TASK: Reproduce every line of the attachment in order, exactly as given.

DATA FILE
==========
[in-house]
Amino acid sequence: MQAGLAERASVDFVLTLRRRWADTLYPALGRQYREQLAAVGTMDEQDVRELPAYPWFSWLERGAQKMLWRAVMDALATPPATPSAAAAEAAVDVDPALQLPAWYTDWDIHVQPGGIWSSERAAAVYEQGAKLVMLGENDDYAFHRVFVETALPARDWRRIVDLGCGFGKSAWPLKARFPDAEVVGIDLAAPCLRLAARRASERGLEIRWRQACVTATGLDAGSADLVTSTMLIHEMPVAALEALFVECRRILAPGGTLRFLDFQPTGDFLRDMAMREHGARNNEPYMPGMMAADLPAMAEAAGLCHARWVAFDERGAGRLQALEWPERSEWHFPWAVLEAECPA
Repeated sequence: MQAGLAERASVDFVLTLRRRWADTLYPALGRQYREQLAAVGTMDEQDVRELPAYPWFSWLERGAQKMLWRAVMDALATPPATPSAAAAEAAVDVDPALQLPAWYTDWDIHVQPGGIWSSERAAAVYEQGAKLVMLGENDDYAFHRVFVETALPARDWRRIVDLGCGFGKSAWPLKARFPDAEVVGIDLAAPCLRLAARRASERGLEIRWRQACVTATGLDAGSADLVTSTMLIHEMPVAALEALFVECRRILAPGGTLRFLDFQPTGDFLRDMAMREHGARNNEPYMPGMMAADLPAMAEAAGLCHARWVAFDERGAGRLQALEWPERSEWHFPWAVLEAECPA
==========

[in-house]
Amino acid sequence: MQAGLAERASVDFVLTLRRRWADTLYPALGRQYREQLAAVGTMDEQDVRELPAYPWFSWLERGAQKMLWRAVMDALATPPATPSAAAAEAAVDVDPALQLPAWYTDWDIHVQPGGIWSSERAAAVYEQGAKLVMLGENDDYAFHRVFVETALPARDWRRIVDLGCGFGKSAWPLKARFPDAEVVGIDLAAPCLRLAARRASERGLEIRWRQACVTATGLDAGSADLVTSTMLIHEMPVAALEALFVECRRILAPGGTLRFLDFQPTGDFLRDMAMREHGARNNEPYMPGMMAADLPAMAEAAGLCHARWVAFDERGAGRLQALEWPERSEWHFPWAVLEAECPA
Repeated sequence: MQAGLAERASVDFVLTLRRRWADTLYPALGRQYREQLAAVGTMDEQDVRELPAYPWFSWLERGAQKMLWRAVMDALATPPATPSAAAAEAAVDVDPALQLPAWYTDWDIHVQPGGIWSSERAAAVYEQGAKLVMLGENDDYAFHRVFVETALPARDWRRIVDLGCGFGKSAWPLKARFPDAEVVGIDLAAPCLRLAARRASERGLEIRWRQACVTATGLDAGSADLVTSTMLIHEMPVAALEALFVECRRILAPGGTLRFLDFQPTGDFLRDMAMREHGARNNEPYMPGMMAADLPAMAEAAGLCHARWVAFDERGAGRLQALEWPERSEWHFPWAVLEAECPA